Discussion in 'Property Market Economics' started by Tano, 5th Nov, 2014.
Like I said, medium-long term. But I agree, referencing a polly is the weakest part of the article.
Nice. Last 2 Xmas days I've driven around for ages trying to find decent coffee.
I was there Australia Day 2014, accompanying some mates from a Sydney fireworks company (Foti) to light up Perth's sky.
There was one that was open, and it was hardly "vibrant". Your "relaxed and laid back" is boring to me. Don't ask about nightlife. There's more happening in Parramatta. It was sunny indeed, too sunny I was burning.
Anyway. Rant over. I don't why Sydney is being dragged into this. This is thread is about environment underpinning the Perth market.
I think that graph confirms Melbourne and Sydney confidence is too high and Brisbane and Perth is more balanced. ie a mix of low and high confidence leaning towards low so less likely a bubble
I don't even know what a bubble is to be honest, and I don't bother with charts because they don't tell you the facts, just a general overview, and we know there are markets within markets. Some pockets in Melb have not peaked, some have IMO.
Using that link, in the CBD, only 1 is open Sunday, most are closed both Saturday and Sunday, and almost all are closed after 4pm. Only 1 cafe has acceptable opening hours - Gordon St Garage.
No wonder I had a hard time looking for signs of vibrant, modern cosmopolitan global lifestyle.
Try spruiking that to property buyers who want to move from other parts of the world.
people place way too much importance on coffee.
To think that 30 years ago the best coffee in nearly all workplace kitchens would have been one of those massive tins of International Roast.
Being of Italian heritage, my parents were the only people in our neighbourhood who drank "real" coffee (moka pot). Everyone else was asking "how can you drink that stuff". I'm still on the moka pot and now everyone has gone the other way, grinding their own beans, fretting about the milk, the pressure, the machine etc etc etc. I still can't work out what happened...
A bubble is City of Belmont development sites last year. Prices seem to have peaked at over $1,000 per sqm for development sites. This year they have fallen back to just over $700 per sqm.
It is an indication of a city's culture.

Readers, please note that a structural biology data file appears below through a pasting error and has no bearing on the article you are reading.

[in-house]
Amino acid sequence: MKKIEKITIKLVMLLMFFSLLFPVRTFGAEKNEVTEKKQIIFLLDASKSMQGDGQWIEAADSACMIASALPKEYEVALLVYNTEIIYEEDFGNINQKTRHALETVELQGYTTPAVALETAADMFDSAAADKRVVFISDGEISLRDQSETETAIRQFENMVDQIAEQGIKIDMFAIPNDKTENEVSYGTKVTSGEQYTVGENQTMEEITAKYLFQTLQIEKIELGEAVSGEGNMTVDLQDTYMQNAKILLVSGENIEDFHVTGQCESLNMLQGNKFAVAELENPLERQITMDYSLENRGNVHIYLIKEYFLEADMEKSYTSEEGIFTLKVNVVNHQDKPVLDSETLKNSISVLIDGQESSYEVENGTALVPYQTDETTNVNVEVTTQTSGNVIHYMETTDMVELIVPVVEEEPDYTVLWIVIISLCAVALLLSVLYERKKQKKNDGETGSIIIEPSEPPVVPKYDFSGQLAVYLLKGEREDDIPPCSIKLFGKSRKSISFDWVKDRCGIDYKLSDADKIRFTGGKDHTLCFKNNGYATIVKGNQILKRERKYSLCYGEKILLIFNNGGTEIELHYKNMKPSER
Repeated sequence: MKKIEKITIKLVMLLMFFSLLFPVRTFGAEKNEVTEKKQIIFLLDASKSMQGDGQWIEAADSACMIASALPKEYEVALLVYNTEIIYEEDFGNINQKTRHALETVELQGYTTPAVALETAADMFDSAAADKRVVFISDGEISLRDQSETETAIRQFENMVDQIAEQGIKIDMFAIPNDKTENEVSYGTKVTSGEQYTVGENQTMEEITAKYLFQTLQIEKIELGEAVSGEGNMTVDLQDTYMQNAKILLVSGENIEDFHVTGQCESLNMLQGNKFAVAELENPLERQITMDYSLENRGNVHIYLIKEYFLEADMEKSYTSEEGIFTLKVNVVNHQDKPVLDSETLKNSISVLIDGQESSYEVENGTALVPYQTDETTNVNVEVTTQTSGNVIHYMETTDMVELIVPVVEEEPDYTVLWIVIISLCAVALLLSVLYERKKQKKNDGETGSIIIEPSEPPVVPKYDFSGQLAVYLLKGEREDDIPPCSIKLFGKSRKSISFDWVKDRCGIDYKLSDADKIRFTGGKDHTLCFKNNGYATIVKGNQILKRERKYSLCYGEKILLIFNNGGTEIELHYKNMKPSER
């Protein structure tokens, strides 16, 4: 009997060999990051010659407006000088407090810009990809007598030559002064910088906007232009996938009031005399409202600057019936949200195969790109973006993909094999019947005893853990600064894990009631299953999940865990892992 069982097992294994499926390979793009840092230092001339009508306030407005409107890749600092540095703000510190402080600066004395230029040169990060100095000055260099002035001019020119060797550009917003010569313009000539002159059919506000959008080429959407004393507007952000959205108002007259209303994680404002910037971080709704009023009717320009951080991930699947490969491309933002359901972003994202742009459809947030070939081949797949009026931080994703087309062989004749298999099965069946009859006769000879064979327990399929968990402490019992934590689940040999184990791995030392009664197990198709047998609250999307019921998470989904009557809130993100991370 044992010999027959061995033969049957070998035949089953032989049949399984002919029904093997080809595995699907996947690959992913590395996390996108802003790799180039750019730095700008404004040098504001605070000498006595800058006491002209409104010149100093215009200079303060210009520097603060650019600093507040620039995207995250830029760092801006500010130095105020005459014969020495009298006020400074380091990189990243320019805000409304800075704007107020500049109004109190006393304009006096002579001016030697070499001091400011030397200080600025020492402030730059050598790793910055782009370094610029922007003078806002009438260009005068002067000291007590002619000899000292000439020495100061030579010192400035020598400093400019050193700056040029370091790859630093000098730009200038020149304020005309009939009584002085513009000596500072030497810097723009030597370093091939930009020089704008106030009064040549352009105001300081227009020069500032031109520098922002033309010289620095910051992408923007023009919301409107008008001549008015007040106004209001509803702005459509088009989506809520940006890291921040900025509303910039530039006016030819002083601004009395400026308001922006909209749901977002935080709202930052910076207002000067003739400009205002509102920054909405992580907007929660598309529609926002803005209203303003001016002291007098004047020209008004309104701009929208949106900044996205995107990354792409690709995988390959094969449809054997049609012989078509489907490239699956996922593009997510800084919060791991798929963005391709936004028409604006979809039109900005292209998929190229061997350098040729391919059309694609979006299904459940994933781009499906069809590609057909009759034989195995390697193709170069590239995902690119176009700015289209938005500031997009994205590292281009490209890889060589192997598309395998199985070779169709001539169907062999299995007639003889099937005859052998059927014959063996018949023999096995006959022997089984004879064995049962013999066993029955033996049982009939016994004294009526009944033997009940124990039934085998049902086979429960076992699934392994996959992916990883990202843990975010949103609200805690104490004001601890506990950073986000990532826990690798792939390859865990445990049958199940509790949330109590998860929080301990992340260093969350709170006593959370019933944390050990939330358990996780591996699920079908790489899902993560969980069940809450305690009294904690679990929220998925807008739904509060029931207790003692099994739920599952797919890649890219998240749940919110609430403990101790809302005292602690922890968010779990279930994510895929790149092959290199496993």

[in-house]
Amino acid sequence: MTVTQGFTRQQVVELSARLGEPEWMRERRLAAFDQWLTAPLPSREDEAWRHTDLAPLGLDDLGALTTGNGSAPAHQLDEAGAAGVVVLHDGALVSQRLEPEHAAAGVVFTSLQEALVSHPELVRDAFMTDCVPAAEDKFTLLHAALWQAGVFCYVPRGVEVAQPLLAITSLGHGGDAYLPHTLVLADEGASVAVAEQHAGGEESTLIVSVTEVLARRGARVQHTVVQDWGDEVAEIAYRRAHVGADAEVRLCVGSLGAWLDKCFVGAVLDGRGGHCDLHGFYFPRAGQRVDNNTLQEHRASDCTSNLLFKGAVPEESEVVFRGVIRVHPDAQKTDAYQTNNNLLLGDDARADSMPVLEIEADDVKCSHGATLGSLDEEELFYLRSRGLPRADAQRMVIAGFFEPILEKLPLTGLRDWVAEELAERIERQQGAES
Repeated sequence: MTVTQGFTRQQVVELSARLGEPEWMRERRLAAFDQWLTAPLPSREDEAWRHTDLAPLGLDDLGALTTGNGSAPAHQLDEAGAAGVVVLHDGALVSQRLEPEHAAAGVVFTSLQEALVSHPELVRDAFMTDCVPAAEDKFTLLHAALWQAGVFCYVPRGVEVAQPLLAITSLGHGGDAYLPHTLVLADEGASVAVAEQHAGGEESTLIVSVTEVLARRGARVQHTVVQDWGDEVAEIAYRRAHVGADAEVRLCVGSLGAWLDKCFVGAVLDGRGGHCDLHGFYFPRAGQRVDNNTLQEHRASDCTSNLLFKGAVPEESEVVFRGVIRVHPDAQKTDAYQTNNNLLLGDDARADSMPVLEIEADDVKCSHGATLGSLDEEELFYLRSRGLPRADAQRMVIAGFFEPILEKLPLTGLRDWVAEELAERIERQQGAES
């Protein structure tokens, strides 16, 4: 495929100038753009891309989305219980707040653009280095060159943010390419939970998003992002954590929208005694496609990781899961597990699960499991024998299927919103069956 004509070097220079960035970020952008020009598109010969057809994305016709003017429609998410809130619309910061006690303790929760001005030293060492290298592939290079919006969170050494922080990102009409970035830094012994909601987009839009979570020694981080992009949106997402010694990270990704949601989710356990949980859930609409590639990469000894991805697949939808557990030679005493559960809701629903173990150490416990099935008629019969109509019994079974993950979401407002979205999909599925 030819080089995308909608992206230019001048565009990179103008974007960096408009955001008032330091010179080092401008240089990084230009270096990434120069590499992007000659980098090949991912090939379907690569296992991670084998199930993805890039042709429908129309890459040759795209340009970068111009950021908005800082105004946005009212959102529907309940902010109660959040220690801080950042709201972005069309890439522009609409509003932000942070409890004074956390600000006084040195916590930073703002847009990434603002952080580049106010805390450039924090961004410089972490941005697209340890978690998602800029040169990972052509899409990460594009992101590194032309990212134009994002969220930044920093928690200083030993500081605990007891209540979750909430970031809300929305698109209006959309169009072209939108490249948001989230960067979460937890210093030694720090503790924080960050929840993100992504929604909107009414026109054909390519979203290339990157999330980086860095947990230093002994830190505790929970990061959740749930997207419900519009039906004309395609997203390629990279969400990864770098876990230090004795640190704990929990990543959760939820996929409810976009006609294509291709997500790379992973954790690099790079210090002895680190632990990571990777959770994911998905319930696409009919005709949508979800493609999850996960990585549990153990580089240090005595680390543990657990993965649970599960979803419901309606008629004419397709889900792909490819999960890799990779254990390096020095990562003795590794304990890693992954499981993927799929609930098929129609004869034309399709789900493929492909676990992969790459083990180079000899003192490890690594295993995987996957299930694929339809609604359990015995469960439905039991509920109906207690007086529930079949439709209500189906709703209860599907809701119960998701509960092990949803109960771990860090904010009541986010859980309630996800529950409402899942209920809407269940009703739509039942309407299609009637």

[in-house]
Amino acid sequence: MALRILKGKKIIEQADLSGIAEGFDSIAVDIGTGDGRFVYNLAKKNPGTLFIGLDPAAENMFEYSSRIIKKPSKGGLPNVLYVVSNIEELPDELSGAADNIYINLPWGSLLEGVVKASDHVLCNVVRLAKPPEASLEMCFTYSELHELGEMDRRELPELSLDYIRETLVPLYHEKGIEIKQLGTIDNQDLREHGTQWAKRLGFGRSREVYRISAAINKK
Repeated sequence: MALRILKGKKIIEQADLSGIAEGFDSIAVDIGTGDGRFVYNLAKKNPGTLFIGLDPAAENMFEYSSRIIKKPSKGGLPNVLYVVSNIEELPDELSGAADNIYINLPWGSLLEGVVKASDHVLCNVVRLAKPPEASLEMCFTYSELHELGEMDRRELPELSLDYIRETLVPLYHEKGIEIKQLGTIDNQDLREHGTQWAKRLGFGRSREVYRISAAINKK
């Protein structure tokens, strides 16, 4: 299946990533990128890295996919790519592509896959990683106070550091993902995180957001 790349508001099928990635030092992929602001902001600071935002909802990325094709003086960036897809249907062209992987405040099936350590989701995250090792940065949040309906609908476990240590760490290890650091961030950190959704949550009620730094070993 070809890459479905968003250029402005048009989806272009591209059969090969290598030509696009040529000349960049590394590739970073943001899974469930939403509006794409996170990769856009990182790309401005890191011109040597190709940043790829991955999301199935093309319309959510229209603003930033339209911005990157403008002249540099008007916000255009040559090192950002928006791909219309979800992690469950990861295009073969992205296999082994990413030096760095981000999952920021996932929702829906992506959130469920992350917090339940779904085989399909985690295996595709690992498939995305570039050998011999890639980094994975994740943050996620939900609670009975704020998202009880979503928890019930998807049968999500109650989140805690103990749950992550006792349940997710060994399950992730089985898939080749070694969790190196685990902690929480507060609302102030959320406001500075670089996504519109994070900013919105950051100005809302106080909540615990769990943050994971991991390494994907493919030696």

Yeah but that was to do with zoning and development potential changes.
If you're worried about Belmont, just wait for the over supply of apartments in Rivervale to reach its peak. Then it will be buying season.
They've dropped 30% already? Good to see. They pretty much doubled in just over a year with no justification for it whatsoever.
You referring to springs or river vale proper?
four hundred one bedders coming on in the city of belmont over the next 9 months....
Wow, that's got to hurt.
The doubling in price was due to a number of factors... the City released a new planning scheme that upcoded a lot of land from R20 to R20/40 or R40/60/100. Around the same time, the WAPC released the muti-unit code, which allowed apartments to be built in those new R40 sites. This was at the peak of the FIFO frenzy and due to the proximity of Belmont and Cloverdale to the airport, developers rushed in thinking they could build apartments for the FIFO market. Not many of the apartments are complete but the FIFO market has dropped right off. There are now hundreds of vacant rental properties on the market right now.
Depends when you bought...
Expect some discounting.
Rosehill Golf Estate rezoned from Rural to Urban. Over 4700 petitions and an action group couldnt stop it. The guy made a quick $70million
Paid peanuts for the golf course, now 700+ lots. Easy 100k profit per lot (my wife works for Stockland and this is roughly their profit on one estate)
those are pre-sale prices, they are expected to be valued lower then completion prices.
For investors (smart) that are looking to pickup some bargains in the upcomming months , what are some of the features you look for?
Already built and not OTP (OTP too risky)
Small complexes (3 or fewer levels or <20 apartments) . More land the better
Greatest % of owner occupiers: Larger size apartments or mor rooms (eg 2x2, or 3x2) since fewer the bedrooms and bathrooms the higher the proportion of investor owners
Low strata fees - no lift, pool etc
Newer = easier to rent and can claim depreciation or ones with Reno possibilitiies
North Facing for light?
Close to amenties or transport?
Parking - atleast 1 underground spot ?
Ground floor (easy enter/exit) , corner of building (2 street views) or top floor (Views)?
Rivervale in General but especially the springs.
Separate names with a comma.